Fifty years ago this month Gordon Moore published a historic paper with an amusingly casual title: “Cramming More Components onto Integrated Circuits.” The document was Moore’s first articulation of a principle that, after a little revision, became elevated to a law: Every two years the number of transistors on a computer chip will double.
As anyone with even a casual interest in computing knows, Moore’s law is responsible for the information age. “Integrated circuits make computers work,” writes John Pavlus in “The Search for a New Machine” in the May Scientific American, “but Moore’s law makes computers evolve.” People have been predicting the end of Moore’s law for decades and engineers have always come up with a way to keep the pace of progress alive. But there is reason to believe those engineers will soon run up against insurmountable obstacles. “Since 2000 chip engineers faced with these obstacles have been developing clever workarounds,” Pavlus writes, “but these stopgaps will not change the fact that silicon scaling has less than a decade left to live.”
Faced with this deadline, chip manufacturers are investing billions to study and develop new computing technologies. In his article Pavlus takes us on a tour of this research and development frenzy. Although it’s impossible to know which technology will surmount silicon—and there’s good reason to believe it will be a combination of technologies rather than any one breakthrough—we can take a look at the contenders. Here’s a quick survey.
One of the more radical moves a manufacturer of silicon computer chips could make would be to ditch silicon altogether. It’s not likely to happen soon but last year IBM did announce that it was spending $3 billion to look for alternatives. The most obvious candidate is—what else?—graphene, single-atom sheets of carbon. “Like silicon,” Pavlus writes, “graphene has electronically useful properties that remain stable under a wide range of temperatures. Even better, electrons zoom through it at relativistic speeds. And most crucially, it scales—at least in the laboratory. Graphene transistors have been built that can operate hundreds or even thousands of times faster than the top-performing silicon devices, at reasonable power density, even below the five-nanometer threshold in which silicon goes quantum.” A significant problem, however, is that graphene doesn’t have a band gap—the quantum property that makes it possible to turn a transistor from on to off.
Roll a single-atom sheet of carbon into a cylinder and the situation improves: carbon nanotubes develop a band gap and, along with it, some semiconducting properties. But Pavlus found that even the researchers charged with developing carbon nanotube–based computing had their doubts. “Carbon nanotubes are delicate structures,” he writes. “If a nanotube’s diameter or chirality—the angle at which its carbon atoms are “rolled”—varies by even a tiny amount, its band gap may vanish, rendering it useless as a digital circuit element. Engineers must also be able to place nanotubes by the billions into neat rows just a few nanometers apart, using the same technology that silicon fabs rely on now.”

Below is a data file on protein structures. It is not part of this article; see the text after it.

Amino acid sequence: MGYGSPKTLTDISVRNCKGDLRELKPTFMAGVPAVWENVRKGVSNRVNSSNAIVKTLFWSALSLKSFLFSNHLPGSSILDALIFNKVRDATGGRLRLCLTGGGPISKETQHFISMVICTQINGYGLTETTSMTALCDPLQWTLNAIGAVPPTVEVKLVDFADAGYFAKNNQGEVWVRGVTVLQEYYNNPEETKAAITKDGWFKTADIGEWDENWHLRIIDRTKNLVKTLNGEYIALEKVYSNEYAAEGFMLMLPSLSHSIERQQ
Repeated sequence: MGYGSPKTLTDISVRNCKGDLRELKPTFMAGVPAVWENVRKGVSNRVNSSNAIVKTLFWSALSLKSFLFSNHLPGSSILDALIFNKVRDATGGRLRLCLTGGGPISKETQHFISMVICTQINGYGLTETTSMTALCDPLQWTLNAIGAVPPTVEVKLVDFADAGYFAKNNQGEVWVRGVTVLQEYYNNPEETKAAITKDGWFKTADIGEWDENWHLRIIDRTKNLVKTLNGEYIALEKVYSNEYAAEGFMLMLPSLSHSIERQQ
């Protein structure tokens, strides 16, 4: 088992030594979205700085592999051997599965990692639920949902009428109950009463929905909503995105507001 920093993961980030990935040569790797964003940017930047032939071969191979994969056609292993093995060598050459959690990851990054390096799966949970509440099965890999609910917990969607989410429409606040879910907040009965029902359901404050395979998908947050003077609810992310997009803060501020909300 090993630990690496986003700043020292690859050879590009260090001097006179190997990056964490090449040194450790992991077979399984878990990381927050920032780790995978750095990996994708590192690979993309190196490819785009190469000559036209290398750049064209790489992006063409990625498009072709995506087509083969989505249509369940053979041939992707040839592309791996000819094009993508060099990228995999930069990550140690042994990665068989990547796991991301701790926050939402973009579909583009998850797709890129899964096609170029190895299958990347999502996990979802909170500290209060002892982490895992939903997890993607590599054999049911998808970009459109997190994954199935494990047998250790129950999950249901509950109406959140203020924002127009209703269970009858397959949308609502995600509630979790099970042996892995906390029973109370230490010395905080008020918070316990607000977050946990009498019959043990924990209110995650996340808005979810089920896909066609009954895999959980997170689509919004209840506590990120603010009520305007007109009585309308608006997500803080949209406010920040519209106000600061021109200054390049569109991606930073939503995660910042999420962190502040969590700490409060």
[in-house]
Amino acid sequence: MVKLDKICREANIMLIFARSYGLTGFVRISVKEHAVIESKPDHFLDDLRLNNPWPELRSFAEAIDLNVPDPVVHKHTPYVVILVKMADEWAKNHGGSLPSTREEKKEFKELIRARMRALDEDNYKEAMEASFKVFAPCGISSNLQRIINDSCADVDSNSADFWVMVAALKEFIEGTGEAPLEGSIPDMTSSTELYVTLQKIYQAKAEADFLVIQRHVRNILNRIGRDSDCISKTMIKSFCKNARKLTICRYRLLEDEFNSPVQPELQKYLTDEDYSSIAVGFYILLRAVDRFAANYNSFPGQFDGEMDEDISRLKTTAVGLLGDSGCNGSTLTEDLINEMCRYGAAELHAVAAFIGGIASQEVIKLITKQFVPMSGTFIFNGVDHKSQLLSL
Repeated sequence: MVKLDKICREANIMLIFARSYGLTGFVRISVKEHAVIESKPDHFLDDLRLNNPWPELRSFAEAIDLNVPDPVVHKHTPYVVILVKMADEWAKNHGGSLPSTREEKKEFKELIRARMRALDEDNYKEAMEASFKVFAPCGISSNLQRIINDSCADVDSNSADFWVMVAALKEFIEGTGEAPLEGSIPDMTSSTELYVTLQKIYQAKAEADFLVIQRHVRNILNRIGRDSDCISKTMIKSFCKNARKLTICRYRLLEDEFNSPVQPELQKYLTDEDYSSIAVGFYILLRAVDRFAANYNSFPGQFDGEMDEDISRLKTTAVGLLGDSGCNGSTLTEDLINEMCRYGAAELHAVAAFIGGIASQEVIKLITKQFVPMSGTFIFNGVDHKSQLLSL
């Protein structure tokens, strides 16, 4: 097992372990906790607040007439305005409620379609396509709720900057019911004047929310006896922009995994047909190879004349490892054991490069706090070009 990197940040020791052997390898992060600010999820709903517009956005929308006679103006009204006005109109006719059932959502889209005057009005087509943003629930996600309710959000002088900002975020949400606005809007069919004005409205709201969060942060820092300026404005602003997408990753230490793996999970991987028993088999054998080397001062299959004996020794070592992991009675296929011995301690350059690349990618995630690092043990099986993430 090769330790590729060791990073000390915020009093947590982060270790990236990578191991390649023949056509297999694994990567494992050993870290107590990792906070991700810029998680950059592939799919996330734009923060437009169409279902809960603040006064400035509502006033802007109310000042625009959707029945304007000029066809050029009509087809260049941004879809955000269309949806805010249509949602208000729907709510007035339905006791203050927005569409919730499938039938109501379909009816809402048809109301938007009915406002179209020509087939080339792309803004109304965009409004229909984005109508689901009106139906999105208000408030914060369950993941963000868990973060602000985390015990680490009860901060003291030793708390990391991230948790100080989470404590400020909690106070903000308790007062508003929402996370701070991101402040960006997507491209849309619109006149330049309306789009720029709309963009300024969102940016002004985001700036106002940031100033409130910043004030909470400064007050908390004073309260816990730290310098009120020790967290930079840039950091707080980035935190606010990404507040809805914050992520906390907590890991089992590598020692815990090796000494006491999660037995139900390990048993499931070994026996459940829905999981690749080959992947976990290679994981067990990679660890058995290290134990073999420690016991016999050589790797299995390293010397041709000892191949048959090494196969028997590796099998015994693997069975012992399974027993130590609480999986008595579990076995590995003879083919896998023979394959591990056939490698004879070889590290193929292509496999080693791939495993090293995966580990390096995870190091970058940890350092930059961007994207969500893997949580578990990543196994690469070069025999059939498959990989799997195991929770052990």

Hewlett–Packard is developing chips based on an entirely new type of electronic component: the memristor. Predicted in 1971 but only developed in 2008, memristors—the term is a portmanteau combining “memory” and “resistor”—possess the strange ability to “remember” how much current previously flowed through it. As Pavlus explains, memristors make it possible to combine storage and random-access memory. “The common metaphor of the CPU as a computer’s ‘brain’ would become more accurate with memristors instead of transistors because the former actually work more like neurons—they transmit and encode information as well as store it,” he writes.
To build chips “at least as ‘smart’ [as a] housefly,” researchers in IBM’s cognitive computing group are exploring processors that ditch the calculator like Von Neumann architecture. Instead, as Pavlus explains, they “mimic cortical columns in the mammalian brain, which process, transmit and store information in the same structure, with no bus bottlenecking the connection.” The result is IBM’s TrueNorth chip, in which five billion transistors model a million neurons linked by 256 million synaptic connections. “What that arrangement buys,” Pavlus writes, “is real-time pattern-matching performance on the energy budget of a laser pointer.”